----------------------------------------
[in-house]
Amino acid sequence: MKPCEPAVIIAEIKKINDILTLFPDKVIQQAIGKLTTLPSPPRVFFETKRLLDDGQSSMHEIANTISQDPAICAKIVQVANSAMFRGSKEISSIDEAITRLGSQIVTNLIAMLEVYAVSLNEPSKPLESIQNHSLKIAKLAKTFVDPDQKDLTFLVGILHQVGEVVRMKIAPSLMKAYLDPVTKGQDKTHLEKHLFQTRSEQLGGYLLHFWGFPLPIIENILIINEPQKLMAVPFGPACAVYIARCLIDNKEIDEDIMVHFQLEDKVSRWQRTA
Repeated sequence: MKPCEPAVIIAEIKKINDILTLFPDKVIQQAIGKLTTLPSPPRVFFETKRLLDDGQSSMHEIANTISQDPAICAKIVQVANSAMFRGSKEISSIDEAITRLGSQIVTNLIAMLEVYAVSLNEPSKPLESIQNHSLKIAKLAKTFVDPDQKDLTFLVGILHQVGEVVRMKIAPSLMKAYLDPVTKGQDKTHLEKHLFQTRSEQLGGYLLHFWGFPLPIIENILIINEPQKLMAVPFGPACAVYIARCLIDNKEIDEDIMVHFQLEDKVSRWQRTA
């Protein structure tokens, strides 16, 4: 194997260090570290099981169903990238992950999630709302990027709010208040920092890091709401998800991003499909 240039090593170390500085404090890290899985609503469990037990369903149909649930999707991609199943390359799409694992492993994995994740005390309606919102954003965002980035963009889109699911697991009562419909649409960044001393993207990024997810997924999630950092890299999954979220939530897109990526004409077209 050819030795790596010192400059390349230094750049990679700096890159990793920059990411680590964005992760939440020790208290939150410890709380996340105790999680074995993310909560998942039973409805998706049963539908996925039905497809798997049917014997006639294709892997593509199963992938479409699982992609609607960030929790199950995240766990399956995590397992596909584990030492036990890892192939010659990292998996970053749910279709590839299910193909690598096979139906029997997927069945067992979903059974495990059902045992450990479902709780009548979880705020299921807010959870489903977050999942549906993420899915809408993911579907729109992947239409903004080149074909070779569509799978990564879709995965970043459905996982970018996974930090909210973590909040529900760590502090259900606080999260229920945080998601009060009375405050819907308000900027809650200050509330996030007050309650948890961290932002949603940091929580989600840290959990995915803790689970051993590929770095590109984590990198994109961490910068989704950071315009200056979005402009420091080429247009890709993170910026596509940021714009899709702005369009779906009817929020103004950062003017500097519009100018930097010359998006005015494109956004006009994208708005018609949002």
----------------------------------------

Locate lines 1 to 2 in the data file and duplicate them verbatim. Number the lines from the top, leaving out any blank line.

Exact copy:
[in-house]
Amino acid sequence: MKPCEPAVIIAEIKKINDILTLFPDKVIQQAIGKLTTLPSPPRVFFETKRLLDDGQSSMHEIANTISQDPAICAKIVQVANSAMFRGSKEISSIDEAITRLGSQIVTNLIAMLEVYAVSLNEPSKPLESIQNHSLKIAKLAKTFVDPDQKDLTFLVGILHQVGEVVRMKIAPSLMKAYLDPVTKGQDKTHLEKHLFQTRSEQLGGYLLHFWGFPLPIIENILIINEPQKLMAVPFGPACAVYIARCLIDNKEIDEDIMVHFQLEDKVSRWQRTA